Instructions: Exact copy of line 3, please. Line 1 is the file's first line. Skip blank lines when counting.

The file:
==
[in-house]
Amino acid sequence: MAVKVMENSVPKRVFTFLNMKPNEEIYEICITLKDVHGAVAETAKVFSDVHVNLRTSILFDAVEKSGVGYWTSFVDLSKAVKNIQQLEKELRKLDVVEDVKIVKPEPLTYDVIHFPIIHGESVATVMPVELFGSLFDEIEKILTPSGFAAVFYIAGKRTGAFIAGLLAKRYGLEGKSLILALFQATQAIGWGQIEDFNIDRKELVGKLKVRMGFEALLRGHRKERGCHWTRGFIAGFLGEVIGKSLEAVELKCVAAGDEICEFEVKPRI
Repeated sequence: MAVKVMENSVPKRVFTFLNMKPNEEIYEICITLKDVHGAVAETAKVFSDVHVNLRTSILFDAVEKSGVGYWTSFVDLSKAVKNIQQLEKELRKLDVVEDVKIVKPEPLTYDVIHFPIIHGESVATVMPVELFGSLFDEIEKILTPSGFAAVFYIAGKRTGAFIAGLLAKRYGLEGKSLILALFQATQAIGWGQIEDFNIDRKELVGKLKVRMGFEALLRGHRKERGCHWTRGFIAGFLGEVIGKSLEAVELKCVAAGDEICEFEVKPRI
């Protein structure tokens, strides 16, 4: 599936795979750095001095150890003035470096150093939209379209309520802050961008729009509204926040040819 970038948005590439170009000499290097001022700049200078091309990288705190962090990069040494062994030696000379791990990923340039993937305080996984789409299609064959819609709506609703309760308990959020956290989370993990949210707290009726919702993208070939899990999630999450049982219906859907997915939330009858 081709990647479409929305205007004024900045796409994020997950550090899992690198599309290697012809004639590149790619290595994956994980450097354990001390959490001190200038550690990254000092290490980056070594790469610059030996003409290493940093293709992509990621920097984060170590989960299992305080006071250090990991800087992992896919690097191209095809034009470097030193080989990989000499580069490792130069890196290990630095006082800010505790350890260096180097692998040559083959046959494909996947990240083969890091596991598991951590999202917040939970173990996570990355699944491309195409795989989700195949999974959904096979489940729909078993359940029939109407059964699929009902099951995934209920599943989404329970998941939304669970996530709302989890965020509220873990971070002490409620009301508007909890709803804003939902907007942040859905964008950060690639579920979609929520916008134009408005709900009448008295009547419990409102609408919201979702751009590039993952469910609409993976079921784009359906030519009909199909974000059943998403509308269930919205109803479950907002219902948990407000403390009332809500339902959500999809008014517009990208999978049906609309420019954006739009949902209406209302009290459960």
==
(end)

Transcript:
Repeated sequence: MAVKVMENSVPKRVFTFLNMKPNEEIYEICITLKDVHGAVAETAKVFSDVHVNLRTSILFDAVEKSGVGYWTSFVDLSKAVKNIQQLEKELRKLDVVEDVKIVKPEPLTYDVIHFPIIHGESVATVMPVELFGSLFDEIEKILTPSGFAAVFYIAGKRTGAFIAGLLAKRYGLEGKSLILALFQATQAIGWGQIEDFNIDRKELVGKLKVRMGFEALLRGHRKERGCHWTRGFIAGFLGEVIGKSLEAVELKCVAAGDEICEFEVKPRI